Tools of the Trade: Seed treatment should be your choice

This article was written by Minnesota Soybean’s Director of Research David Kee. He can be reached at or 507-388-1635. 

Soybean harvest is running late and growers are running as hard as they can. Soybean prices are not high, and growers know that every decision will impact their bottom line. Seed sales staff have started their efforts to line up product for your 2019 planting decisions. One topic of those sales discussions will be about “seed treatments.” Before you sign up for these “full packages” i.e. seeds and seed treatments, what does your unbiased checkoff funded research results indicate?

In 2016, University of Minnesota Associate Professors Seth Naeve and Aaron Lorenz examined nine seed treatment products that were most likely to be available to Minnesota producers. Seed was treated and entered along with an untreated check into all four zones (13 locations) of the University of Minnesota Soybean Variety Trials, conducted by Dr. Lorenz. Varieties used were appropriate for the four zones.  In those studies, seed treatments did not statistically affect soybean yield (Figure 1).

Figure 1: Seed treatment impact on soybean yield across 13 Minnesota locations in 2016.

In 2017, Naeve examined how fungicide and insecticide seed treatment impacts soybean yield, across two drainage and three tillage regimes at one location (near Wells, Minn.). Again, he found no statistically significant impact on soybean yield due to seed treatments (Figure 2, note columns with the same letter [C] above are not significantly different).

Figure 2. Collected across multiple tillage and drainage arrangements, seed treatments (either fungicide or insecticide) did not significantly increase yields, statistically.  A foliar fungicide, Priaxor, applied at R3 did increase yields (72.7 vs 68.0 bu per acre).

What does the unbiased research results mean?  Using treated seed, prophylactically, will not work everywhere. For example, neonicotinoid seed treatments are effective in controlling soil borne insects such as corn rootworms when planting in soils that had either high levels of manure applied, following conservation planting or into pasture ground. Neonicontinoids are not effective on soybean aphids in Minnesota. By the time the aphids appear on the plants, the chemicals from the seed treatment are no longer in the plant at levels that can effectively control them. If the insects are not there, you just made the seed company money and you have started down the path that leads to resistance development.

Insecticides may be helpful with soybean aphid control when planting soybeans late, such as a double cropped land following edible peas. However, if planted on time, the dosage level in the soybeans at the time of soybean aphid exposure will be sublethal, a.k.a. ineffective. Worse yet, it will contribute to the development of resistant soybean aphids.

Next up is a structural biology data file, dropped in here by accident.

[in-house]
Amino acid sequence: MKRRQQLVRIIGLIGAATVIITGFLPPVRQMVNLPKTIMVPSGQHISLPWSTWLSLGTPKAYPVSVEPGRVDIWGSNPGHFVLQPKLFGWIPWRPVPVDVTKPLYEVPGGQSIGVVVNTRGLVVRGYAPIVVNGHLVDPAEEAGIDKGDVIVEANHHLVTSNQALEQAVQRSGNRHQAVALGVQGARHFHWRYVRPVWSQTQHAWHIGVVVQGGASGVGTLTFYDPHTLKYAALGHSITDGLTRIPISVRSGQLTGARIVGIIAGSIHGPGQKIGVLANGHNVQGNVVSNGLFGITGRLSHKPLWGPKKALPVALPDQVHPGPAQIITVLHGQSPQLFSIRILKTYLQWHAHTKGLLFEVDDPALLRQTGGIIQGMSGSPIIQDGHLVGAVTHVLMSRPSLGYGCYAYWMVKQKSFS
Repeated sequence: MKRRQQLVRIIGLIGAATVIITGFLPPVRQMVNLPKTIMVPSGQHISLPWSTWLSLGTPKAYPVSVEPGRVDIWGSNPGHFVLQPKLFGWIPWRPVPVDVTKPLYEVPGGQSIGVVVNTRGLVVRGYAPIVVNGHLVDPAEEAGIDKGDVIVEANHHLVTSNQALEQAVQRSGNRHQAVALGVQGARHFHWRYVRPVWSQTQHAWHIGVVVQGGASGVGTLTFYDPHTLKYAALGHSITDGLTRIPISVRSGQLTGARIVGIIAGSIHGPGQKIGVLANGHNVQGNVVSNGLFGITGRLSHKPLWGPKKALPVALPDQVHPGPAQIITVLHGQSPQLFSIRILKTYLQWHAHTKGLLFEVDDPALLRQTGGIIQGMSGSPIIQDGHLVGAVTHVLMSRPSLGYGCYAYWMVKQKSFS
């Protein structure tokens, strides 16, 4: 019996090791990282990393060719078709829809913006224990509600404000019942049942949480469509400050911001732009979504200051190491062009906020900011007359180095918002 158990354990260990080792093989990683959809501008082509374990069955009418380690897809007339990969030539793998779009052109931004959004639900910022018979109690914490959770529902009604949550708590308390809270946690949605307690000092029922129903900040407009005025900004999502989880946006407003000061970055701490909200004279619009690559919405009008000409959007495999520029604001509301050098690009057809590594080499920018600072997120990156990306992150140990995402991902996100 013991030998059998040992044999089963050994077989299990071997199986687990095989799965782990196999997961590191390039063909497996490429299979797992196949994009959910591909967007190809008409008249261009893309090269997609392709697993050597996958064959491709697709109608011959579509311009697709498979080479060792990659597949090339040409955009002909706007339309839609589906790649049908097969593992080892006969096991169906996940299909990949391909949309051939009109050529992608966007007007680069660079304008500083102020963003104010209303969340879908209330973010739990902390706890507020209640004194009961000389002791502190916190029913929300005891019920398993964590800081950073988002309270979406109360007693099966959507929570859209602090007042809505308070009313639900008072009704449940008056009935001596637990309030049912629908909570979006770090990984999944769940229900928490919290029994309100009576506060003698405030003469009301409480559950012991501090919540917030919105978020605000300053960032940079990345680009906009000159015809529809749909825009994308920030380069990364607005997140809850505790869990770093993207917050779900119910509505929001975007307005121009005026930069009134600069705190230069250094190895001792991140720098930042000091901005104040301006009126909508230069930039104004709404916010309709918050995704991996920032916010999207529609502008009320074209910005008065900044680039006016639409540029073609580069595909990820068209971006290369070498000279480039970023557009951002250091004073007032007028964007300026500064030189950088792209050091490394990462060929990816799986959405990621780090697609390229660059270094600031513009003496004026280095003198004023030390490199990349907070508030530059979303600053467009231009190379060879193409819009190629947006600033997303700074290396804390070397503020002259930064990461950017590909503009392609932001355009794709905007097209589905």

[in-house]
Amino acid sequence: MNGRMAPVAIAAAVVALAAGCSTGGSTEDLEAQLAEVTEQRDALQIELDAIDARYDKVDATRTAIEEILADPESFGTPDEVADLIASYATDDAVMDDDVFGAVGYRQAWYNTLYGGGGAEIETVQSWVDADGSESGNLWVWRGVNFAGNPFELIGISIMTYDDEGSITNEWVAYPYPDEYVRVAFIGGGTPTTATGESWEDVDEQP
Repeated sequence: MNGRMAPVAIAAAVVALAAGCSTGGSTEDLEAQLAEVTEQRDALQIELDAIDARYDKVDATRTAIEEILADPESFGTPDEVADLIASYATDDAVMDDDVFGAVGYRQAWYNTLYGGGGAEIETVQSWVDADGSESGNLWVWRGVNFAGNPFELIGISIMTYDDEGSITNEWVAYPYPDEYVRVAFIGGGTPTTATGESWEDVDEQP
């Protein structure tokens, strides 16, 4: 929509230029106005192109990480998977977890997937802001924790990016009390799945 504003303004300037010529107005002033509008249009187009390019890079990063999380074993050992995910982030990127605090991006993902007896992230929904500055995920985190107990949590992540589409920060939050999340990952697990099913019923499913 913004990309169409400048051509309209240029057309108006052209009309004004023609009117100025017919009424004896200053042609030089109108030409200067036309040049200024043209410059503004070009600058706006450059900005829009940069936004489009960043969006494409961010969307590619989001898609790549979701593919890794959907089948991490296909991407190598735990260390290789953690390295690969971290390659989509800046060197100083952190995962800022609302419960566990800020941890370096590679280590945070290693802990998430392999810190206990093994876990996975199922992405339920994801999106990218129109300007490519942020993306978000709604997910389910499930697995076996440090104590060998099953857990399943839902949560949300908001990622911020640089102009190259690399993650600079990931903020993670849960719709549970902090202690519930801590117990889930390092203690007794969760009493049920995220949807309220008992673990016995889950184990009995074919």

Fungicide seed treatments have been shown to be helpful when planting in cool to cold, damp soils, especially those sites with a history of seedling disease. However, if soil conditions are not cool, or the pests are not present, seed treatments will fail to improve yield. In addition, not every seed treatment is effective on every pest/pathogen. If your crop is not being planted in those situations favorable to pest damage, seed treatment rarely pays.

Some growers will be tempted to use these products as an insurance policy. It’s tempting to throw it on because a pest or disease may be out there. However, unlike a paper insurance policy, the downsides to prophylactic use are real. Using chemicals that are not needed raises the risk of loss of that from the field to water or neighboring lands, increasing the scrutiny of regulators. The development of resistant pests will cost more money and lower yields later as we are unable to control the pest.

On top of that it’s like buying pet insurance on a stray cat, it’s a waste of money. When there is no yield advantage, you raised your input costs for no real reason. If a stray cat needs a $2,000 surgery, a new one can generally be picked up for free.

If you are going to use a seed treatment for pest control, then rotation to the next tool should be included in your overall management plan. Excessive use of seed treatments, or any pest control agent, will lead to the development of pesticide resistance. Resistance management is reality, not a distant drumbeat on the horizon. Are you accounting for the use of seed treatments in your pesticide rotation? If not, guess what’s around the corner?

There are going to be times when you need a seed treatment. There are also times when you do not. Like any other decision on your farm, growers need to do what is best for their individual farm. This decision should not be made by a regulator in St. Paul, nor by a company executive that has never been on your farm. Proper stewardship of these tools rests with the farmer. It is the farmer that is going to face the consequences of regulation or resistant pests later, and they should be making these decisions now.

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